Autism Spectrum Disorders

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Human Uniqueness Compared to "Great Apes": 
Absolute Difference
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Autism and Asperger syndrome are disorders of early childhood assumed to be developmental. Features include poverty of social interaction and the failure of communication, stereotypic behaviour, isolated special interests,  and resistance to change. Autism by definition emerges before age 3, Asperger's syndrome has a broader definition and includes problems of non-verbal communication more prominent than the langauge disorders seen in autism.

Both conditions reflect personality characteristics that are lifelong. The major etiologic contribution is held to be genetic. Sufferers are described as having deficits in "theory of mind", the ability to empathize with, and appreciate the presence, of other people. Other theories are that there is a failure of congenital gaze reflexes that ensure that the normal infant locks into the"ebb and flow" of social interaction, and that there is a failure of the mechanism whereby normal individuals allocate incoming information to a "relevant" context in memory.

Timing

Timing of appearance of the difference in the Hominin Lineage as a defined date or a lineage separation event. The point in time associated with lineage separation events may change in the future as the scientific community agrees upon better time estimates. Lineage separation events are defined in 2017 as:

  • the Last Common Ancestor (LCA) of humans and old world monkeys was 25,000 - 30,000 thousand (25 - 30 million) years ago
  • the Last Common Ancestor (LCA) of humans and chimpanzees was 6,000 - 8,000 thousand (6 - 8 million) years ago
  • the emergence of the genus Homo was 2,000 thousand (2 million) years ago
  • the Last Common Ancestor (LCA) of humans and neanderthals was 500 thousand years ago
  • the common ancestor of modern humans was 100 - 300 thousand years ago

Possible Appearance: 
2,000 thousand years ago
Probable Appearance:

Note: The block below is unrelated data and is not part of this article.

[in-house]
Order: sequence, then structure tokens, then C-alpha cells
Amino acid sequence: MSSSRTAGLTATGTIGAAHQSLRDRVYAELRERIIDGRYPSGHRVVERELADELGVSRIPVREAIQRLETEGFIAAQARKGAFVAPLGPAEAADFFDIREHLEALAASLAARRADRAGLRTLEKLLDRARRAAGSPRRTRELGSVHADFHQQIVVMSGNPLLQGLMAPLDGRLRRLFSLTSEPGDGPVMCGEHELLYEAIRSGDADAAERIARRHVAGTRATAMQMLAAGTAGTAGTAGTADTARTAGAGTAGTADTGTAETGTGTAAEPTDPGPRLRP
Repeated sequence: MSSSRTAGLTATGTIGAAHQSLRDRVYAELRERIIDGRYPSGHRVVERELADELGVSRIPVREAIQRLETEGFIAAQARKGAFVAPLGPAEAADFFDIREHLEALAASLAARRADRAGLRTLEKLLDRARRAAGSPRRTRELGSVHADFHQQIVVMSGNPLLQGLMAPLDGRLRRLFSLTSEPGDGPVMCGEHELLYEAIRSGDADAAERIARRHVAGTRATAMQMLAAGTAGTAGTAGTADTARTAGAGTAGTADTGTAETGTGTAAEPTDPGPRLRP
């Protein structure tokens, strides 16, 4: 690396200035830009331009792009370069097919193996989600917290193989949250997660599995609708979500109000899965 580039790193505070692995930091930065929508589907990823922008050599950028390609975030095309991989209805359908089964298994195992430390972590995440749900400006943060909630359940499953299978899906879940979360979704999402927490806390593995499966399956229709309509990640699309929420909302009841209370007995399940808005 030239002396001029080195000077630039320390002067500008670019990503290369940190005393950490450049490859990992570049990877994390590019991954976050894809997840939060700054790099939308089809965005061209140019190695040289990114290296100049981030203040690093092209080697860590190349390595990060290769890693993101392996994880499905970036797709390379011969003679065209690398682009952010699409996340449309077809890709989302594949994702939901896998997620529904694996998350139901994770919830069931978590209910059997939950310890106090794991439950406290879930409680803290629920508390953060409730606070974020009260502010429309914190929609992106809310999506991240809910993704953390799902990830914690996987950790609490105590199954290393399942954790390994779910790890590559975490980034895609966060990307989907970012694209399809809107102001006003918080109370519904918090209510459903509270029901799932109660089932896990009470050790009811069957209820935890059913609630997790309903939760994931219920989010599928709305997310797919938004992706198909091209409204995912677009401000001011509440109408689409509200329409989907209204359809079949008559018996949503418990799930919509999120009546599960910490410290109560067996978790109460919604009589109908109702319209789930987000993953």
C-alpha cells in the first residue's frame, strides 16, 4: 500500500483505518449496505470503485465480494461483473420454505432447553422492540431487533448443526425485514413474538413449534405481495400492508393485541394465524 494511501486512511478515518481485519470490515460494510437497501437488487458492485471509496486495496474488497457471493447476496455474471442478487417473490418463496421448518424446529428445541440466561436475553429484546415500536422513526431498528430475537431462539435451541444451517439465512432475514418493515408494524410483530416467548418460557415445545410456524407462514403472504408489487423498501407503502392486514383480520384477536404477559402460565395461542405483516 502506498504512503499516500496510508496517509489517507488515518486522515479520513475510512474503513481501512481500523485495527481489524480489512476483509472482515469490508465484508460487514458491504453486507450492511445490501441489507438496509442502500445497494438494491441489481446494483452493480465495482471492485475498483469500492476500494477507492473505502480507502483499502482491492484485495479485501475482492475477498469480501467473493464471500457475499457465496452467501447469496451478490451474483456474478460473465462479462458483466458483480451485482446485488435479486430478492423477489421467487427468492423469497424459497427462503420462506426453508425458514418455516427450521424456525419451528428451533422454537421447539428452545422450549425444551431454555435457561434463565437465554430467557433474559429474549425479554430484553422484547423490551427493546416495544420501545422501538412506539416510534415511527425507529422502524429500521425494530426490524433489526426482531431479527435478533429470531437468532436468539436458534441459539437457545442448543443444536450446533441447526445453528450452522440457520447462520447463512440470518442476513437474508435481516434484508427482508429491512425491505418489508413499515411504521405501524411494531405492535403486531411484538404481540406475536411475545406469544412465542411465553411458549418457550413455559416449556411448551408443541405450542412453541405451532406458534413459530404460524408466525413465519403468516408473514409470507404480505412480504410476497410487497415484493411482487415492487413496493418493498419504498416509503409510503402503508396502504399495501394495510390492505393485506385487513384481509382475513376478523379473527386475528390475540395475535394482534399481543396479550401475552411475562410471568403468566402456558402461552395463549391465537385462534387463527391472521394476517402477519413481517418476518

100 thousand years ago
Definite Appearance: 
1 thousand years ago
Background Information: 

Autism and Asperger syndrome were described in 1943 and 1944 by Leo Kanner and Hans Asperger respectively and include many overlapping features. For example poverty of social interaction and the failure of communication, stereotypic behaviour, isolated special interests, outstanding skills and resistance to change. Kanner first described language peculiarities, such as echolalia, pronoun reversal and difficulties in generalising word meanings. Asperger described ' clever sounding ' language, invented words and adult-like speech. He also identified abnormalities of non-verbal communication, for example of eye gaze, gesture, posture, voice quality, prosody and word choice. He emphasized lack of humor and pedantry.   The boundary between the conditions is not well-defined.   With respect to etiology twin and family studies suggest a genetic component common to the two conditions.   Alan Leslie proposed a "theory of mind" hypothesis that Humans have the ability to distinguish first-order from second-order representations and that this allows them to separate representations of physical and mental states, and thus to impute the existence of "other minds". The same ability allows them to engage in play, and the pretence involved in collaborative games and story-telling.

The Human Difference: 

If the phenomena of the autistic spectrum are intrinsically related to the human capacity for secondary representation, or theory of mind, which in turn may reflect the change that enabled the capacity for language, only humans will be expected to have the spectrum of personality and cognitive variation that underlies the spectrum. The occurrence of special abilities (eg with respect to memory, mental calculation, & drawing) strongly suggests that the basis of these anomalies is related to specifically human abilities, and therefore that we are dealing with genetic variation that separates H sapiens from other primate species.

Universality in Human Populations: 

Accurate cross-cultural data are not available but autistiic spectrum individuals are identified in all cultures with similar features.

Mechanisms Responsible for the Difference: 

Increased brain size and decreased corpus callosum area are reported in autistic spectrum disorder, compatible with a late developmental deviation.

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References

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